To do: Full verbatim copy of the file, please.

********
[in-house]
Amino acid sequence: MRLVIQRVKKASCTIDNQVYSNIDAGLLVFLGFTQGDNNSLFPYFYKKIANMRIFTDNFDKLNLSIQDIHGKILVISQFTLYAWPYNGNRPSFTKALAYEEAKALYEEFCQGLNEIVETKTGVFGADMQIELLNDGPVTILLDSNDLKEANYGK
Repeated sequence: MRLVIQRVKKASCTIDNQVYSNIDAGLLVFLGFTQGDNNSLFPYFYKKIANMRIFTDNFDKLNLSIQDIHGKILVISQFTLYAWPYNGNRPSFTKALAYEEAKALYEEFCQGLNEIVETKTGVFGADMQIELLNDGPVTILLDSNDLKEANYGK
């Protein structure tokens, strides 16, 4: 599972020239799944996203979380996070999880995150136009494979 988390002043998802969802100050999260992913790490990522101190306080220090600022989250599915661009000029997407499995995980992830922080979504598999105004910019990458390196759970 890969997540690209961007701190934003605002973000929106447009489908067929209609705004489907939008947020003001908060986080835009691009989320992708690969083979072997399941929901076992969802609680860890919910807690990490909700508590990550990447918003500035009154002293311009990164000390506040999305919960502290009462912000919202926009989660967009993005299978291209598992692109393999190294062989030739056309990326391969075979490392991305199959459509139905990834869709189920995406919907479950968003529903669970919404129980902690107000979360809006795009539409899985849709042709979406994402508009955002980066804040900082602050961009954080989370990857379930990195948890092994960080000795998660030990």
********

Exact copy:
[in-house]
Amino acid sequence: MRLVIQRVKKASCTIDNQVYSNIDAGLLVFLGFTQGDNNSLFPYFYKKIANMRIFTDNFDKLNLSIQDIHGKILVISQFTLYAWPYNGNRPSFTKALAYEEAKALYEEFCQGLNEIVETKTGVFGADMQIELLNDGPVTILLDSNDLKEANYGK
Repeated sequence: MRLVIQRVKKASCTIDNQVYSNIDAGLLVFLGFTQGDNNSLFPYFYKKIANMRIFTDNFDKLNLSIQDIHGKILVISQFTLYAWPYNGNRPSFTKALAYEEAKALYEEFCQGLNEIVETKTGVFGADMQIELLNDGPVTILLDSNDLKEANYGK
């Protein structure tokens, strides 16, 4: 599972020239799944996203979380996070999880995150136009494979 988390002043998802969802100050999260992913790490990522101190306080220090600022989250599915661009000029997407499995995980992830922080979504598999105004910019990458390196759970 890969997540690209961007701190934003605002973000929106447009489908067929209609705004489907939008947020003001908060986080835009691009989320992708690969083979072997399941929901076992969802609680860890919910807690990490909700508590990550990447918003500035009154002293311009990164000390506040999305919960502290009462912000919202926009989660967009993005299978291209598992692109393999190294062989030739056309990326391969075979490392991305199959459509139905990834869709189920995406919907479950968003529903669970919404129980902690107000979360809006795009539409899985849709042709979406994402508009955002980066804040900082602050961009954080989370990857379930990195948890092994960080000795998660030990």